Movement can be a lot more challenging for our senior rabbits. Wear and tear on joints can lead to arthritis and stiff joints, so they may not be able to move as easily as they could when they were young. The following tips for setting up an ideal habitat for your senior bunny will help ensure they are safe and comfortable in their home setting:  

  • Setting up a single-story cage with minimal ramps in and out of the cage and lots of extra bedding for extra padding is ideal.  
  • Cover any slick areas with soft non-slip mats or carpeting so that your little one doesn’t have issues finding their footing.  
  • Make sure that food, water, and hay are all easy to reach, preferably at floor level so they do not have to overstretch or get up on their hind limbs to eat or drink. You want everything as easy as possible for them.  
  • Provide a low-entry litter box that they can easily walk into rather than one they need to hop into. Achy joints can make doing this difficult and if they can’t easily get into the box to potty you may see an increase of accidents outside their box.  
  • It is also important to keep their habitat as clean as possible, lower mobility can make it difficult to move away from messes and senior rabbits can be prone to grooming issues like urine scalding. 

The Ideal Senior Bunny Habitat will be: 

  • Single Story 
  • Have a low-entry litter box 
  • Have plenty of bedding 
  • Slick areas will be covered with carpet or no-slip mats
  • Water, food, and hay are within easy reach

Regular Grooming: Essential For Your Furry Senior Friends  

Providing regular grooming to your senior friend is important as it offers comfort as well as an opportunity to evaluate their condition. Stiff joints make it more difficult to keep clean so it is likely that your bun will need more help.  

Brushing  

Brushing will remove loose hair and allow you to evaluate their coat and body condition. Some questions to consider include: 

  • Does their coat seem drier or more oily than normal?  
  • Do you notice any areas of hair loss?  
  • How is their body condition?  Do they seem thinner or heavier than normal?  
  • Are there any sores or lumps that are abnormal?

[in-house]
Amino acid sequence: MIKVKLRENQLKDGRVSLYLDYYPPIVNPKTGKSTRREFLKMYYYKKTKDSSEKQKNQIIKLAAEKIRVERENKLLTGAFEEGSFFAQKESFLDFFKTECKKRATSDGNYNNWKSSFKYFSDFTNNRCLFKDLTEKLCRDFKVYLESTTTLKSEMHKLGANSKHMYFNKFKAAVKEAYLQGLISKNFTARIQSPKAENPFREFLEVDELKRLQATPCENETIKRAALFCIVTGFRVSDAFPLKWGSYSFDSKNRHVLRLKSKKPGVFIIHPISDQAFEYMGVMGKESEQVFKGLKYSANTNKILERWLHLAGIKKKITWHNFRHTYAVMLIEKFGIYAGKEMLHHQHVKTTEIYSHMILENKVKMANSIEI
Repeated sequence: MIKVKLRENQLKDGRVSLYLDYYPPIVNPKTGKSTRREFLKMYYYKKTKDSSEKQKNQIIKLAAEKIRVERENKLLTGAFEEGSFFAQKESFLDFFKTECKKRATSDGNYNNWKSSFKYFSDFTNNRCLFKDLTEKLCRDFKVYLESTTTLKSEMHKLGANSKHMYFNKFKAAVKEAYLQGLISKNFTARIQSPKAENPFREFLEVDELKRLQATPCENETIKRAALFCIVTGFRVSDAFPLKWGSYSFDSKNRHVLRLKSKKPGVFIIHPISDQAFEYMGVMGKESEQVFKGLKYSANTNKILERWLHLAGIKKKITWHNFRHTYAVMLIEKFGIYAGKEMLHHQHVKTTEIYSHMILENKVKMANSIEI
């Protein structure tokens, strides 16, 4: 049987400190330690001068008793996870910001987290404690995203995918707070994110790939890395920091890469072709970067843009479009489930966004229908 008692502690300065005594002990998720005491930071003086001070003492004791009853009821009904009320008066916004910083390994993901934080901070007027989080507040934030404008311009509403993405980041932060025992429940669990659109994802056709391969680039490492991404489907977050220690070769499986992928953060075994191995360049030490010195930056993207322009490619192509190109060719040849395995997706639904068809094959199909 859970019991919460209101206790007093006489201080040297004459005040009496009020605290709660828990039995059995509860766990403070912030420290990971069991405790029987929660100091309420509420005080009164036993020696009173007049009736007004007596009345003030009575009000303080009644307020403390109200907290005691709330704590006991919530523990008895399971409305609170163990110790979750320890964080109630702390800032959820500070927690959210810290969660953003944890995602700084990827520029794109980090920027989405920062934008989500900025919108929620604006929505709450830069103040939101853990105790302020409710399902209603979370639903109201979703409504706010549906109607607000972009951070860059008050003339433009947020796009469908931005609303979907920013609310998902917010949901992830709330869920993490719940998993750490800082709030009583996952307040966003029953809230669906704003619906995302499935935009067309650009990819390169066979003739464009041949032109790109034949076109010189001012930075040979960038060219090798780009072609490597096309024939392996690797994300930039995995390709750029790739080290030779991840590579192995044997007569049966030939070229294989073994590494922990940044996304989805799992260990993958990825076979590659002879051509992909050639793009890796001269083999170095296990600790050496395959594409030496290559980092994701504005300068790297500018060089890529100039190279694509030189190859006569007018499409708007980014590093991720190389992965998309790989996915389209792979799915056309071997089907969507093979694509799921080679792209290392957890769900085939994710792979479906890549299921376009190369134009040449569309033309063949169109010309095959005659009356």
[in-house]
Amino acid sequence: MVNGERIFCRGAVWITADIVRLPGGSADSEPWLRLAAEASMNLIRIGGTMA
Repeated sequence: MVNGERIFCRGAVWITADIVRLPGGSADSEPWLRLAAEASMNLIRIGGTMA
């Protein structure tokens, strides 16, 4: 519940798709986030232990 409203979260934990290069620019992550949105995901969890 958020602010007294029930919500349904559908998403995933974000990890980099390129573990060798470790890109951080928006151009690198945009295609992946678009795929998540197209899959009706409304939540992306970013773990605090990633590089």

• Are there any areas where urine or fecal matter is caught in the fur? 

Nail Trims 

Keeping nails trimmed to a healthy length is important for all rabbits, seniors included.  Some questions to consider when clipping your little loved one’s nails include:  

  • How do their feet and nailbeds look?  
  • Do you notice any signs of sore hocks or urine scalding to their feet?  
  • Do their joints seem to be moving normally?  
  • Is there any wear to the fur on the bottom of their feet that seems abnormal? 

Checking Dental Health 

Dental health is essential for overall health and wellbeing.  Similar to your rabbit’s coat and nails, there are some important areas to look for (and questions to ask yourself) when taking a closer look at your pet’s pearly whites.  Questions include:  

  • Do your pet’s teeth seem to be aligned normally?  
  • Are any of the teeth misaligned or longer than normal?  
  • Do you notice any sharp points or teeth spurs that may be causing discomfort while eating? 

Scheduling Veterinary Check-Ups 

While proper veterinary care is important throughout your rabbit’s life, it becomes doubly so during their senior years. Regular checkups should be scheduled annually but your vet may recommend increasing check-ups to every six months depending on your rabbit’s history and condition.  Bloodwork and other tests may be recommended to check your bunny’s liver and kidney values, among other things, which is highly recommended for our senior friends.  

Changes to Watch for and Report to Your Veterinarian: 

  • Weight (either up or down) 
  • Eating habits 
  • Urine or stool consistency 
  • Ability to move (difficulty getting up, or being less active) 
  • Behavior (acting moody, aggressive, or abnormal in any way) 

Life with a senior bunny can be a bit challenging, but it is so rewarding to know that they are supported and well cared for as they enter their twilight years. While this article provides some great ways to support your aging rabbit, always rely on your exotic specialist vet for the best, most comprehensive plan for supporting your beloved senior bunny. Your veterinarian has the expertise and personal relationship with your sweet pet that will allow them to provide the specialized care your bun bun needs.